Studs Terkel So let's continue. Babar now is taken care of by the -- and he's got to be dressed up, right? He's, he's -- shall we read some more of Babar getting dressed? We're meeting him now. Now he's adopting, he's adapting himself to big city life. You pick it up anywhere you want. We see. We should point out when Mayor LaGuardia did

Laurent de Brunhoff After he has, the old lady is --"She, she understood that he was longing for a fine suit, because Babar was looking at some people in the street well-dressed, and she liked to make people happy. So she gave him her purse. Babar said politely, 'Thank you, Madame.' Without wasting a time, Babar went into a big store. He took the elevator and had such fun riding up and down, he did not want to stop, but the elevator boy said, 'This is not a toy, Mr. Elephant.' Babar then bought himself a shirt with a collar and tie, a suit of a becoming shade of green."

Studs Terkel Of course we see all this happening in the

Laurent de Brunhoff -- "Then a handsome derby hat and also shoes with spats."

Studs Terkel And now he's dressed up.

Laurent de Brunhoff Yes. He's so, so, has so, what? "[With?] very satisfied with his purchases and feeling very elegant, indeed, Babar went to the photographer to have his picture taken. And afterward he went to the old lady and he lived with in his -- her house."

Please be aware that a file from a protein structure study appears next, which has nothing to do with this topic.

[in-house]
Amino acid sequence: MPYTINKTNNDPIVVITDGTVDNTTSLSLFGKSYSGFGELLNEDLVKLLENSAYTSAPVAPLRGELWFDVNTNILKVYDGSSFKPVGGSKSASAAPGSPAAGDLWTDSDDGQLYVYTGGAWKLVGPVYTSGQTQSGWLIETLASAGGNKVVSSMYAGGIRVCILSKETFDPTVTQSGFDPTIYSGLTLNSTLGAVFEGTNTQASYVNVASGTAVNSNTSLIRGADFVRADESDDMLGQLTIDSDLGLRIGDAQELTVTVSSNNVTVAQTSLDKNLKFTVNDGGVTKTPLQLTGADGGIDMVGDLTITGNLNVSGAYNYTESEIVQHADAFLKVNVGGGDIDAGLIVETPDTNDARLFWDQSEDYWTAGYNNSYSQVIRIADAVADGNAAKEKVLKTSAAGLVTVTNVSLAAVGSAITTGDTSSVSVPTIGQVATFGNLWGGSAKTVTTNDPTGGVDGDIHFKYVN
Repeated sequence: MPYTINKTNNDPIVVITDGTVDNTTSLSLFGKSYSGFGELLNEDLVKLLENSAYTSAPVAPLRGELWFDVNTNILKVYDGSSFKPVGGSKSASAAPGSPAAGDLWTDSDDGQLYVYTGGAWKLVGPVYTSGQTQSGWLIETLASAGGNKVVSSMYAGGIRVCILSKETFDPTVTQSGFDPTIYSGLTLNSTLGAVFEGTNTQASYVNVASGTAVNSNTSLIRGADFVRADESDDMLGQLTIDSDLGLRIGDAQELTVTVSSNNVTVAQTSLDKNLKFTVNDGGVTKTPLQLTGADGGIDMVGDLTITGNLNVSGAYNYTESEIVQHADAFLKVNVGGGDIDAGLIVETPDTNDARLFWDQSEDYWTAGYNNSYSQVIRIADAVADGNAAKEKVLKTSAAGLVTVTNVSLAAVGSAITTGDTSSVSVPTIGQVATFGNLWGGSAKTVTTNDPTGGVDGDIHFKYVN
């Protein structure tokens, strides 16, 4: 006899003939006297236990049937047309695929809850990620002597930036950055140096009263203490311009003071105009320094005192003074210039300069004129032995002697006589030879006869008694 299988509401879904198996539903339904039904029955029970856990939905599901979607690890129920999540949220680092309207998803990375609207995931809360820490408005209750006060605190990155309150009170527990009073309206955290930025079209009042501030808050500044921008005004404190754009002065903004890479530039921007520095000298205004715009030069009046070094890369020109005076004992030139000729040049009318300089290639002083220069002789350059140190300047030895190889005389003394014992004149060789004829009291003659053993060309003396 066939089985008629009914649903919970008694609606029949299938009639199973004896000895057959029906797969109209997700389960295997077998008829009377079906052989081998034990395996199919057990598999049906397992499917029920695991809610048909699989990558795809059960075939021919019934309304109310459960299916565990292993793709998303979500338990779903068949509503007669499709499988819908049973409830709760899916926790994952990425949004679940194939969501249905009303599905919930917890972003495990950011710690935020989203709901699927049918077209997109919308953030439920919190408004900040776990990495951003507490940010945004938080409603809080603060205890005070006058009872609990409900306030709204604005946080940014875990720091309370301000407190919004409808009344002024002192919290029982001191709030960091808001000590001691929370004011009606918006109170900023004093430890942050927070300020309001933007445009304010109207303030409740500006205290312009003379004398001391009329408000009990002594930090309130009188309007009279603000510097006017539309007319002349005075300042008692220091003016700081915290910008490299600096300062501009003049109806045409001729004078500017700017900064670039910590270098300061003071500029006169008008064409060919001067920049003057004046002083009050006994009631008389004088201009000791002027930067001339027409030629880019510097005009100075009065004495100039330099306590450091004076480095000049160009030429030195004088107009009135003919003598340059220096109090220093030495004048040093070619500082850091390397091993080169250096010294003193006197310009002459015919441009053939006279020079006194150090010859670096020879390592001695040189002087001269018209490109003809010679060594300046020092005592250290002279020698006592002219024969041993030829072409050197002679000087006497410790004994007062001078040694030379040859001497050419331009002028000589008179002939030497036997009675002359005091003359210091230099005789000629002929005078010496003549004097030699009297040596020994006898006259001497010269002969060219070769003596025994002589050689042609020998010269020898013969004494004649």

Studs Terkel And of course she's taking a bath, and there's a sponge there. I suppose one of the attractions to children is also Babar is doing the most natural thing in the world. He's just natural, he fits in -- Babar could be a boy or a girl human.

Laurent de Brunhoff Exactly. Exactly.

Studs Terkel And so when he's going up and down the elevator like little kids do, too, he "Wait a minute," says -- that he could be -- the child identifies with Babar.

Laurent de Brunhoff Yes, he's no more of an elephant I think.

Studs Terkel No more an elephant. But even though he's happy with the lady -- oh, in the meantime he's got a little cousin named Celeste and another cousin, who's, who's kind of a

Laurent de Brunhoff Mischief.

Studs Terkel Mischievous one,

Laurent de Brunhoff Arthur.

Studs Terkel And then they come to town.